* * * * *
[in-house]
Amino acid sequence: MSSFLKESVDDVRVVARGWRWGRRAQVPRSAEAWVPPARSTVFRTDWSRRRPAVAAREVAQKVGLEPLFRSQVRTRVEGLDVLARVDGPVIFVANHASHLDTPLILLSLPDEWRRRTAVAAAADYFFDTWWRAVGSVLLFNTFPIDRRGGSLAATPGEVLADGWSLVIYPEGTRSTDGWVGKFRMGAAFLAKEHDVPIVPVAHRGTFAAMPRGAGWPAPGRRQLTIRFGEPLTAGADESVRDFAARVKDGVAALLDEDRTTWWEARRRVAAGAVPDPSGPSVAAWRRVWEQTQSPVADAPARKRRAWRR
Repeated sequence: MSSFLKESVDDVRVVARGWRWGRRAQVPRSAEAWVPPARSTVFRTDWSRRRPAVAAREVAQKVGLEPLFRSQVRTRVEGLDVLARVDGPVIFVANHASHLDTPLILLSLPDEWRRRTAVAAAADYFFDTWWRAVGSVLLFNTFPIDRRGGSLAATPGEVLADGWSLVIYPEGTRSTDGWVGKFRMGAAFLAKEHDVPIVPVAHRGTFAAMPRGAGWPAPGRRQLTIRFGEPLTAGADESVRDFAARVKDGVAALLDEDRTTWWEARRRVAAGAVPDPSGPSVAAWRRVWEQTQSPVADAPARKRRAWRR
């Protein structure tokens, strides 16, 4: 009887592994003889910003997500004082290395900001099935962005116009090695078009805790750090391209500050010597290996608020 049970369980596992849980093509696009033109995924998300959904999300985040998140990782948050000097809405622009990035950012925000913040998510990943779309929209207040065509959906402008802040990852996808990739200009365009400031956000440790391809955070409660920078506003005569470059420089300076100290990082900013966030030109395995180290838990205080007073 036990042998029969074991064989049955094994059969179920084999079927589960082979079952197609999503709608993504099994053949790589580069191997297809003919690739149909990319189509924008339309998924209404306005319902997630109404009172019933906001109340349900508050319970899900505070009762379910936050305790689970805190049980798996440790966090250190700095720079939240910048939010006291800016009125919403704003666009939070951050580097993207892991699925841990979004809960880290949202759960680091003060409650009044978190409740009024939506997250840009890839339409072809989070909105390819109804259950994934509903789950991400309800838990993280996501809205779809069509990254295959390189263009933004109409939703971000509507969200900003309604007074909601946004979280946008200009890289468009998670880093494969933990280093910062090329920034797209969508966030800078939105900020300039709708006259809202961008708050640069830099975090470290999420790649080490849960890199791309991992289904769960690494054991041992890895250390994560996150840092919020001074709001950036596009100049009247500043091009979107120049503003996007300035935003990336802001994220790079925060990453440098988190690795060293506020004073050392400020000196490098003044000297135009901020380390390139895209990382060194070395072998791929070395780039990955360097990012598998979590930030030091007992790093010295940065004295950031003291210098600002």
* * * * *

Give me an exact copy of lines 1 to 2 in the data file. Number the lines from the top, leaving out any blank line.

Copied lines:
[in-house]
Amino acid sequence: MSSFLKESVDDVRVVARGWRWGRRAQVPRSAEAWVPPARSTVFRTDWSRRRPAVAAREVAQKVGLEPLFRSQVRTRVEGLDVLARVDGPVIFVANHASHLDTPLILLSLPDEWRRRTAVAAAADYFFDTWWRAVGSVLLFNTFPIDRRGGSLAATPGEVLADGWSLVIYPEGTRSTDGWVGKFRMGAAFLAKEHDVPIVPVAHRGTFAAMPRGAGWPAPGRRQLTIRFGEPLTAGADESVRDFAARVKDGVAALLDEDRTTWWEARRRVAAGAVPDPSGPSVAAWRRVWEQTQSPVADAPARKRRAWRR